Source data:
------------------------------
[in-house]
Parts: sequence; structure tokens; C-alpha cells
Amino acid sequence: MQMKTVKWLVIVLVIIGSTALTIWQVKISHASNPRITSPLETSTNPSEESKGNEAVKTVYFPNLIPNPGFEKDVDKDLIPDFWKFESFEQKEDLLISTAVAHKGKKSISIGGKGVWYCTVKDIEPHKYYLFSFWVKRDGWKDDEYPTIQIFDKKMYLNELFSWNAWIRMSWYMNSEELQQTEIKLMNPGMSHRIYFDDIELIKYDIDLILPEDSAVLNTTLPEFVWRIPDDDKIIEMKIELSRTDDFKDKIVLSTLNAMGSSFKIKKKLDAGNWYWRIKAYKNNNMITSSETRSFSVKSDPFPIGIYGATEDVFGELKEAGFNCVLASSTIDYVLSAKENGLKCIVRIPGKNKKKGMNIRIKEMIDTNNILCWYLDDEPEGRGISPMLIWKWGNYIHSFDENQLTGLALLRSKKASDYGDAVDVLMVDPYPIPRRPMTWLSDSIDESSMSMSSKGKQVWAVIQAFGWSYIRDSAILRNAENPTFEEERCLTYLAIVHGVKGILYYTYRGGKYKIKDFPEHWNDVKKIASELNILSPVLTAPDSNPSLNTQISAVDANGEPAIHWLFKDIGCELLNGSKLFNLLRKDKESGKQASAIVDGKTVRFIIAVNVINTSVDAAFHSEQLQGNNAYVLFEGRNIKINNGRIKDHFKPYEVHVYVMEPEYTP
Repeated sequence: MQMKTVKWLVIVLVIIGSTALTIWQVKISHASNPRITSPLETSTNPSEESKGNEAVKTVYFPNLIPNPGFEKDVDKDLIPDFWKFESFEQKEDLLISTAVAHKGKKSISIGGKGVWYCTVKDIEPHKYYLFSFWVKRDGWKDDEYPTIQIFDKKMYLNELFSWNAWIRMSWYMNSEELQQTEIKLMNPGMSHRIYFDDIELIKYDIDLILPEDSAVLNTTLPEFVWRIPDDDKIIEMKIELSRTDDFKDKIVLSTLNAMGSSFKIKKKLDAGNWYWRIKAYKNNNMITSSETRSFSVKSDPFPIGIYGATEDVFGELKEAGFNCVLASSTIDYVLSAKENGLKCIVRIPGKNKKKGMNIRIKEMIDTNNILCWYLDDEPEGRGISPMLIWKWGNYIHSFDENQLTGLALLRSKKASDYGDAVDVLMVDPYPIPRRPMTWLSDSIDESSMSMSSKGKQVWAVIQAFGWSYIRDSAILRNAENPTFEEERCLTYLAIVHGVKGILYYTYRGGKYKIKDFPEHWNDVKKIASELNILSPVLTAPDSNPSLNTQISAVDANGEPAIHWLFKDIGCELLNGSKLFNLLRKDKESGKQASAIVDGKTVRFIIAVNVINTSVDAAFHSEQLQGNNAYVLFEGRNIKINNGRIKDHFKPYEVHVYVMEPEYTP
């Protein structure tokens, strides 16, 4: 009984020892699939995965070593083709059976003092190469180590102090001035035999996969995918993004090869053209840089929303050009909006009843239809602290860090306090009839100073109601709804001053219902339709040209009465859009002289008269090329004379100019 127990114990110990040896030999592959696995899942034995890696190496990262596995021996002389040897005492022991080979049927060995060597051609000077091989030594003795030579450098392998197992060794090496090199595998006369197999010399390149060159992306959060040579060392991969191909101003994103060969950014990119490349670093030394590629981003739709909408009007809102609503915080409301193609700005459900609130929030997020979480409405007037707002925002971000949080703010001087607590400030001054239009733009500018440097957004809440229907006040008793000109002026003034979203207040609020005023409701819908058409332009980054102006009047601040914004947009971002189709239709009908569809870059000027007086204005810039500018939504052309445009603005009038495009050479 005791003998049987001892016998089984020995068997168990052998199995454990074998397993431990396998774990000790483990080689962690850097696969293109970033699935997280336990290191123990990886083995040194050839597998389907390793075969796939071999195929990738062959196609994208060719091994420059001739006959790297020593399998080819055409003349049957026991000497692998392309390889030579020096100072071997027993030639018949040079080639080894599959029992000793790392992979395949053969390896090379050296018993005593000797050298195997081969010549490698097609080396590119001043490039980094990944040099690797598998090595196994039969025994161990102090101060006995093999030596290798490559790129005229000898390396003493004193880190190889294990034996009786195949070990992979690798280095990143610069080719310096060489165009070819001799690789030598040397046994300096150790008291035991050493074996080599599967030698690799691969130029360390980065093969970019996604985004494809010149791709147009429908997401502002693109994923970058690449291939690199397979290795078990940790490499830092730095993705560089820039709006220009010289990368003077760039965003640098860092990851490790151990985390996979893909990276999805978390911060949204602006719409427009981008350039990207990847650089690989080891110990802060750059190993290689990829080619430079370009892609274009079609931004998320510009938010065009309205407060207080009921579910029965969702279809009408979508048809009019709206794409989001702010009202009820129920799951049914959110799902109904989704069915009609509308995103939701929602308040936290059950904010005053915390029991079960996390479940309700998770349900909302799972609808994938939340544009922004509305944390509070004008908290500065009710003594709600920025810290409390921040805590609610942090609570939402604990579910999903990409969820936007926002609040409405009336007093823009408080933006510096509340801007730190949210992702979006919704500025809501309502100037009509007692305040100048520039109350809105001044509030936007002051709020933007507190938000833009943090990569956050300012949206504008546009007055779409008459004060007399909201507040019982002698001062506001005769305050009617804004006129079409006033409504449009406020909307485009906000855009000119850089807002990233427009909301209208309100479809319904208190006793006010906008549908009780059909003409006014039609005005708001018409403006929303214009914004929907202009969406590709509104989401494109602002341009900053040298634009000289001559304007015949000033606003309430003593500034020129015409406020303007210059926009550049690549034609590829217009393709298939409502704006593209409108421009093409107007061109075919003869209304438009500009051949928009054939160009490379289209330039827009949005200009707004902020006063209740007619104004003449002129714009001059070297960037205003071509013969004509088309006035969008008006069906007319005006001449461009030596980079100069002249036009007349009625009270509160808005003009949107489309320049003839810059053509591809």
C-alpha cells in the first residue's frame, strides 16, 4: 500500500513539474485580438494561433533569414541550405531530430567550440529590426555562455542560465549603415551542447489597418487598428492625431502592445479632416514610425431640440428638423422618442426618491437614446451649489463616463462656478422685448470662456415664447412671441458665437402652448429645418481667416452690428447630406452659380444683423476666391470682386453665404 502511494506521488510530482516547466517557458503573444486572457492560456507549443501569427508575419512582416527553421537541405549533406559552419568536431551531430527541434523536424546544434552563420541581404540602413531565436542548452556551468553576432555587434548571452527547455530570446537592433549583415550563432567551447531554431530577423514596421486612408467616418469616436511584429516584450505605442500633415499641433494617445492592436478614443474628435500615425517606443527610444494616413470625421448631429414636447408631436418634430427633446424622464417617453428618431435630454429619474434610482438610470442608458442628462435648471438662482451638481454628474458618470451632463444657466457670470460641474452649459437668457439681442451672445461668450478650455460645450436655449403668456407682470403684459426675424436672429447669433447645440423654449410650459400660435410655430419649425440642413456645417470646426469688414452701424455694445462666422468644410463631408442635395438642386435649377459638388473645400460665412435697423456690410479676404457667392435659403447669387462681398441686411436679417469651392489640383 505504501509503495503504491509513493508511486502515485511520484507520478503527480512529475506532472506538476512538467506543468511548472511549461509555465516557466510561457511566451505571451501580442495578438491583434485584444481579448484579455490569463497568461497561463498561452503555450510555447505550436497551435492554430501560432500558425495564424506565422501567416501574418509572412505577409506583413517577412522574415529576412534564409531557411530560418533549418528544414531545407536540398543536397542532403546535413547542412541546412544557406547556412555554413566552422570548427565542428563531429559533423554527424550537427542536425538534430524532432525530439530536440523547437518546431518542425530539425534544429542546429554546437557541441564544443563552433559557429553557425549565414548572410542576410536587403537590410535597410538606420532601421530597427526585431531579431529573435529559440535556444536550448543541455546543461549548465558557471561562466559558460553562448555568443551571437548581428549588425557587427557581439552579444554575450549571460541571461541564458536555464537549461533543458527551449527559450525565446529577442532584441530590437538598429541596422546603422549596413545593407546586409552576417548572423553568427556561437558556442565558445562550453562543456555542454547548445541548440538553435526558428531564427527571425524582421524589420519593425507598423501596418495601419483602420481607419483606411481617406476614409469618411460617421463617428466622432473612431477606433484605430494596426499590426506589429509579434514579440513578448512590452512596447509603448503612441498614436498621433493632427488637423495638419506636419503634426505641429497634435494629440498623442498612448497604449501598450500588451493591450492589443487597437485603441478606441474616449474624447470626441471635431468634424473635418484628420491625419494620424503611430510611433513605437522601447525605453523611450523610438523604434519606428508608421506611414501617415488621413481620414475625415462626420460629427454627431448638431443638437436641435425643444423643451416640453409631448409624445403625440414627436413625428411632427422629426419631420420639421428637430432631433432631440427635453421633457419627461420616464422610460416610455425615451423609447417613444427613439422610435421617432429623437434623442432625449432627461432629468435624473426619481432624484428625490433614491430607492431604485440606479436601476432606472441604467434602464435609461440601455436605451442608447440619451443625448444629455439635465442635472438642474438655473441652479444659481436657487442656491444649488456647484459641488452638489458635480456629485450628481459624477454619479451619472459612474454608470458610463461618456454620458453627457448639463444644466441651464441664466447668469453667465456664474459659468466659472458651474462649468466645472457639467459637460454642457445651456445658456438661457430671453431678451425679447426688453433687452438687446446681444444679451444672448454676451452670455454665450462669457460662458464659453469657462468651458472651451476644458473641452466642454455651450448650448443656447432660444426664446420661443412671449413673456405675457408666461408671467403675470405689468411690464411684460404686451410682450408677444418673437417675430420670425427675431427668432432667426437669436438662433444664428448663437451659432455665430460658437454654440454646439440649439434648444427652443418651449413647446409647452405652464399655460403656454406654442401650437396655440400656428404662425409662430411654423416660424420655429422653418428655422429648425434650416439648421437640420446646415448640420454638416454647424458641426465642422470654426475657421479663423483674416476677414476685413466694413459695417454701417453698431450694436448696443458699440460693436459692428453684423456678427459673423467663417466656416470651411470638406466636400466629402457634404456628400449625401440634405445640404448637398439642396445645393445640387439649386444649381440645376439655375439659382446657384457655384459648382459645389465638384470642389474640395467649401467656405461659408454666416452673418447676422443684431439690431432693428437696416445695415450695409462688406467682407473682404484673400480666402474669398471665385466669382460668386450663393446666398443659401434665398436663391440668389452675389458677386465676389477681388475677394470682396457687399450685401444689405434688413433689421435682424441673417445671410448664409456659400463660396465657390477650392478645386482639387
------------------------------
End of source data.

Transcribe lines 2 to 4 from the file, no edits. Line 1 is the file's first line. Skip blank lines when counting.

Parts: sequence; structure tokens; C-alpha cells
Amino acid sequence: MQMKTVKWLVIVLVIIGSTALTIWQVKISHASNPRITSPLETSTNPSEESKGNEAVKTVYFPNLIPNPGFEKDVDKDLIPDFWKFESFEQKEDLLISTAVAHKGKKSISIGGKGVWYCTVKDIEPHKYYLFSFWVKRDGWKDDEYPTIQIFDKKMYLNELFSWNAWIRMSWYMNSEELQQTEIKLMNPGMSHRIYFDDIELIKYDIDLILPEDSAVLNTTLPEFVWRIPDDDKIIEMKIELSRTDDFKDKIVLSTLNAMGSSFKIKKKLDAGNWYWRIKAYKNNNMITSSETRSFSVKSDPFPIGIYGATEDVFGELKEAGFNCVLASSTIDYVLSAKENGLKCIVRIPGKNKKKGMNIRIKEMIDTNNILCWYLDDEPEGRGISPMLIWKWGNYIHSFDENQLTGLALLRSKKASDYGDAVDVLMVDPYPIPRRPMTWLSDSIDESSMSMSSKGKQVWAVIQAFGWSYIRDSAILRNAENPTFEEERCLTYLAIVHGVKGILYYTYRGGKYKIKDFPEHWNDVKKIASELNILSPVLTAPDSNPSLNTQISAVDANGEPAIHWLFKDIGCELLNGSKLFNLLRKDKESGKQASAIVDGKTVRFIIAVNVINTSVDAAFHSEQLQGNNAYVLFEGRNIKINNGRIKDHFKPYEVHVYVMEPEYTP
Repeated sequence: MQMKTVKWLVIVLVIIGSTALTIWQVKISHASNPRITSPLETSTNPSEESKGNEAVKTVYFPNLIPNPGFEKDVDKDLIPDFWKFESFEQKEDLLISTAVAHKGKKSISIGGKGVWYCTVKDIEPHKYYLFSFWVKRDGWKDDEYPTIQIFDKKMYLNELFSWNAWIRMSWYMNSEELQQTEIKLMNPGMSHRIYFDDIELIKYDIDLILPEDSAVLNTTLPEFVWRIPDDDKIIEMKIELSRTDDFKDKIVLSTLNAMGSSFKIKKKLDAGNWYWRIKAYKNNNMITSSETRSFSVKSDPFPIGIYGATEDVFGELKEAGFNCVLASSTIDYVLSAKENGLKCIVRIPGKNKKKGMNIRIKEMIDTNNILCWYLDDEPEGRGISPMLIWKWGNYIHSFDENQLTGLALLRSKKASDYGDAVDVLMVDPYPIPRRPMTWLSDSIDESSMSMSSKGKQVWAVIQAFGWSYIRDSAILRNAENPTFEEERCLTYLAIVHGVKGILYYTYRGGKYKIKDFPEHWNDVKKIASELNILSPVLTAPDSNPSLNTQISAVDANGEPAIHWLFKDIGCELLNGSKLFNLLRKDKESGKQASAIVDGKTVRFIIAVNVINTSVDAAFHSEQLQGNNAYVLFEGRNIKINNGRIKDHFKPYEVHVYVMEPEYTP